my hair is falling out and it's not even
mundane male pattern baldness,
I can't chalk it up to old age.
my hair is falling out, handfuls at a time.
the line at my part has become a white slash
yes, I'm freaking out
I'm too young for this, o lord
please make my hair grow back.
my hair is falling out and it's a
good thing I have that gold ring on
my left hand so he won't leave me.
although he may be bald, he
did not fall in love with a bald
woman, even if she does have
I hear them laughing, now done
with officers' business, they uncork
whiskey and scotch, I hear the clink of
glasses and loud voices.
even the old one, the Jewish gentleman,
tells raucous stories sprinkled with
words I never could have imagined
coming out of his mouth
(except in his former drunken youth),
the other Jewish grey-hair lapsed into
speaking in a Scottish accent and
they exchanged stories of Nairobi
slums where one can rent a motel room
by the hour, not the day.
cautiously, I opened the door to
go downstairs, seeing empty liquor
bottles strewn about the table, feet up,
paperwork long done, they will
soon be asleep,
no one tires of cash slipping out of an envelope.
cash for the spending on something frivolous,
a birthday present
it has a aura, a special karma when it drifts
to the floor, no matter the amount,
$1, $5, $10, $100.
I can stop at McGuckin Hardware on the way home and browse
tens of aisles of no matter what with my $30 burning
in my pocket.
I settled in for a long look in housewares
and settled on glass latte glasses, the ones that keep
your coffee warm and your beer cold.
I had bought these for Daniel for Christmas
and had wanted them every since.
the doorbell rang
it was night
i was upstairs
who could it be so late
at night, in the darkness
i was alone.
as i pulled the curtain away from
the window, i saw the rear light of
a bicycle receding from the door
i called out to my son
it was dark and cold
he came in, we embraced
we ate the rest of the
and drank the last of a
bottle of red wine.
we yawned, i opened the
door and i watched the
rear light of the bike recede
into the distance
i went upstairs to turn
out the lights and
get ready for bed.
my belly full of wine and
there is a price of admission
for relationship, you have look for the
best and ignore the rest.
she told me this today
but i'd never heard this,
i lost more hair today,
leaving a large pile on the examining
table at the dermotologist,
if he didn't believe me before
he did now,
i wandered out, scrip in hand.
he wandered into the next exam room
thinking the same thing,
there is a price of admission to
have a relationship.
Otherwise you will find yourself
in the dark.
tonight's poem will be written tomorrow
when the moon is lingering overhead and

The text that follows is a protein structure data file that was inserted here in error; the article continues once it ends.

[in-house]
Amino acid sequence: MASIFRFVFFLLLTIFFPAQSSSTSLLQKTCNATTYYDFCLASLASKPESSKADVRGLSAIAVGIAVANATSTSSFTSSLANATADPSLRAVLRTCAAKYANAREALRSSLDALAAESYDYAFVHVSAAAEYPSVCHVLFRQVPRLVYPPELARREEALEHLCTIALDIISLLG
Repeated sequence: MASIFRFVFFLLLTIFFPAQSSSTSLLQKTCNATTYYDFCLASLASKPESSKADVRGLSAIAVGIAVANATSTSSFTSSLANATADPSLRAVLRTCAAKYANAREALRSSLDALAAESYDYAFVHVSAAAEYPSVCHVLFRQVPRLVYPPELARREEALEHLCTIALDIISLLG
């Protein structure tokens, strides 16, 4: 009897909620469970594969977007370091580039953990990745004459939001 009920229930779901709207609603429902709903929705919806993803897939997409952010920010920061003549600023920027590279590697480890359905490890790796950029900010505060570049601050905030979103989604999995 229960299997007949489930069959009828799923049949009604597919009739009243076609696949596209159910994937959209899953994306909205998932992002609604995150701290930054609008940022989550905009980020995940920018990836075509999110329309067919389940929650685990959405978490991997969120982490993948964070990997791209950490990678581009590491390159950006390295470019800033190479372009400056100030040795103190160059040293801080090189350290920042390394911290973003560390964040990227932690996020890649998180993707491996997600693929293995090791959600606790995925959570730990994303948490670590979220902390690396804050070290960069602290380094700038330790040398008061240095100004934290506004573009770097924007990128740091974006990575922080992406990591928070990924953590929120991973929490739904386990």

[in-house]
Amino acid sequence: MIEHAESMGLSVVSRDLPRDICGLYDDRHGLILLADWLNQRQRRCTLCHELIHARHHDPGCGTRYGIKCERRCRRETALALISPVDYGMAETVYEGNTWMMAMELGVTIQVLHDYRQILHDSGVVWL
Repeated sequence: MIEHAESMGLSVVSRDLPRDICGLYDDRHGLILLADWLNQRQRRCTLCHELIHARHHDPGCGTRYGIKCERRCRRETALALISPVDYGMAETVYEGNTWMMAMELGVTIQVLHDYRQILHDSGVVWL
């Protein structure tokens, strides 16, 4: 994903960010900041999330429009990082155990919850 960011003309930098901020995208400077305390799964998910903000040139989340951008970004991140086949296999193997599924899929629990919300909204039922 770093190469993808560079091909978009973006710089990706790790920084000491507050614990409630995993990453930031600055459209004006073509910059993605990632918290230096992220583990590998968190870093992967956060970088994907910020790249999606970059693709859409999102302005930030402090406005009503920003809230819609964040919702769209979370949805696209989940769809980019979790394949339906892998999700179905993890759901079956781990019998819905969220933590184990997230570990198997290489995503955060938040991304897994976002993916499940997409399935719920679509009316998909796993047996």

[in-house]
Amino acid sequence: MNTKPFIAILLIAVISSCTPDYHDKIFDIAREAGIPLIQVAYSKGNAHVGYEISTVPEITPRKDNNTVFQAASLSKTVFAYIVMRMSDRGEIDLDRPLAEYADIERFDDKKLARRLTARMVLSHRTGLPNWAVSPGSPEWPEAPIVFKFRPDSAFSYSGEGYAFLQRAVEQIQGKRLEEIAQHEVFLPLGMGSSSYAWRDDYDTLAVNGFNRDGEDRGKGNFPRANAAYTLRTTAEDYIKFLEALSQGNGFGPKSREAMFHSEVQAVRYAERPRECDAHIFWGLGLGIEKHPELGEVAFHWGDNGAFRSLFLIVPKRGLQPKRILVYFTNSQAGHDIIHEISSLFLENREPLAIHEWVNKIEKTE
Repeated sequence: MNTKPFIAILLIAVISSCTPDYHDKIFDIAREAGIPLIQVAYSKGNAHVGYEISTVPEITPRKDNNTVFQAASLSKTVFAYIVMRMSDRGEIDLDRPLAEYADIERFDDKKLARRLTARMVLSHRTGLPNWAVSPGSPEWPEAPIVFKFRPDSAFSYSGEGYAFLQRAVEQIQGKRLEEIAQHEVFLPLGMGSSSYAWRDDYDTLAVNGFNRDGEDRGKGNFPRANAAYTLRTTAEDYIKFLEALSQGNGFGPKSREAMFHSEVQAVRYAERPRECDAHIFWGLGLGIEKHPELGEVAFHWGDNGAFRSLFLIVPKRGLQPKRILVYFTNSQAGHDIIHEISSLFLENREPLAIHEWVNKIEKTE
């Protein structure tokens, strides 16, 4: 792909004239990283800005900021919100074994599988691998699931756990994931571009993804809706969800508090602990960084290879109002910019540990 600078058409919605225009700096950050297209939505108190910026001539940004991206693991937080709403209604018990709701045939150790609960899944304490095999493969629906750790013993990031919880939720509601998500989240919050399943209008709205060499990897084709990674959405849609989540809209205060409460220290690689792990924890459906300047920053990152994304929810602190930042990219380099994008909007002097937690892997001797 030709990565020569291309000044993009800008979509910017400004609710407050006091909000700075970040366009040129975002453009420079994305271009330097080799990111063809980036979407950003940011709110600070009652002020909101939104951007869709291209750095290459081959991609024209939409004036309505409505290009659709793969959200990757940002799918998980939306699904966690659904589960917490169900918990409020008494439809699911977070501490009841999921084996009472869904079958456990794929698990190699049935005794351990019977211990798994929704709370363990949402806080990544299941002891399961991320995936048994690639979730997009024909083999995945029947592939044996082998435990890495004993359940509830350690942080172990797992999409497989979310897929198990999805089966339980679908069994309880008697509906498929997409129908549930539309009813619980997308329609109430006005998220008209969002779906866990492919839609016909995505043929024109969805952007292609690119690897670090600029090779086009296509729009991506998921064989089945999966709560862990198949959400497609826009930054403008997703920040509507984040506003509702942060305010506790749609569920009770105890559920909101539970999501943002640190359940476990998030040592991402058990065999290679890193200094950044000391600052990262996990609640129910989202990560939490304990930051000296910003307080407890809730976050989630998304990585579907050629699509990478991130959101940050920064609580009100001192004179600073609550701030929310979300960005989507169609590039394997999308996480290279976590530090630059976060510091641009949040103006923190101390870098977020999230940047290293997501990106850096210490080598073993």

her footsteps are crunching along icy lanes.
she will have counted each footstep and
noted every heartbeat.
even her nap will have been quantified.
tonight she is too tired having dissected
French verbs and idiomatic expressions
je suis ton petit papier,
I am your special one
even in neglecting to write today's poem
tonight, tomorrow will arrive after
the frozen moon has disappeared over the
I will awaken in the dark.
He reminds me of you,
your slim millennial body
encased in shiny raw intelligence,
so fragile, you are not fooling me with
your bravado, your degrees, your
brutal capabilities that have no
your heart, so delicate and refined,can
be breached, we know this as she walked
away and blood flowed across the
he went back to that office to admit
his truth, and her's, life is wrenchingly lonely.
is your life lonely behind the raw bravado
do you cry before you go to sleep
(The quote is from Eliot, a character on the series "Mr. Robot")
car tires crunch and whirr at 65 mph
too fast to think as the dog circles in her
prescribed circle to fall asleep,finally her
head settling onto the armrest after
gazing at me dolefully.
what am I doing in her seat,
up front the conversation circles
from faculty applications to temperature sensors
my mind is on humidity sensors and whether
the house is burning down.
the night is snow packed, the roads icy
and slick, we drive through the night
in this metal canister, three of us and,
no one ever listened so carefully
nor did I ever listen back with such attention,
he and me, the movement of our mouths
matched, in immaculately metered motions.
we danced to the same rhythm,
this little baby and me.
we certainly knew each others thoughts
at the highest levels, exchanging ideas
on Sartre, Camus and Betty Friedan,
as his mother pondered career and motherhood.
they will talk later, mother and baby
and in their perfect dance, will figure
it all out.
I'm sure of it.